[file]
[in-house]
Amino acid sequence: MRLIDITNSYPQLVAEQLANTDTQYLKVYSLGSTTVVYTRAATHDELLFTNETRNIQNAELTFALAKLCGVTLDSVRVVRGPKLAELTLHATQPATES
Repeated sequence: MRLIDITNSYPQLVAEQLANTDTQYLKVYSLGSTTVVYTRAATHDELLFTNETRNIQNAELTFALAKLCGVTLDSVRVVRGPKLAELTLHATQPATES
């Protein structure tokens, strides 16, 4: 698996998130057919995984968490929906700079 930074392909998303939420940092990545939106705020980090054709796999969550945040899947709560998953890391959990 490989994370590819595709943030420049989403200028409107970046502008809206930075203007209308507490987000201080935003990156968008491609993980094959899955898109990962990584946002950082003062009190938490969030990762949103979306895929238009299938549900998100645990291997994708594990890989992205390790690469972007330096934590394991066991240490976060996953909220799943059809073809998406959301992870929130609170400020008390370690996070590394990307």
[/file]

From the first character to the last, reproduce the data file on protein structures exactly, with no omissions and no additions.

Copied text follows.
[in-house]
Amino acid sequence: MRLIDITNSYPQLVAEQLANTDTQYLKVYSLGSTTVVYTRAATHDELLFTNETRNIQNAELTFALAKLCGVTLDSVRVVRGPKLAELTLHATQPATES
Repeated sequence: MRLIDITNSYPQLVAEQLANTDTQYLKVYSLGSTTVVYTRAATHDELLFTNETRNIQNAELTFALAKLCGVTLDSVRVVRGPKLAELTLHATQPATES
């Protein structure tokens, strides 16, 4: 698996998130057919995984968490929906700079 930074392909998303939420940092990545939106705020980090054709796999969550945040899947709560998953890391959990 490989994370590819595709943030420049989403200028409107970046502008809206930075203007209308507490987000201080935003990156968008491609993980094959899955898109990962990584946002950082003062009190938490969030990762949103979306895929238009299938549900998100645990291997994708594990890989992205390790690469972007330096934590394991066991240490976060996953909220799943059809073809998406959301992870929130609170400020008390370690996070590394990307």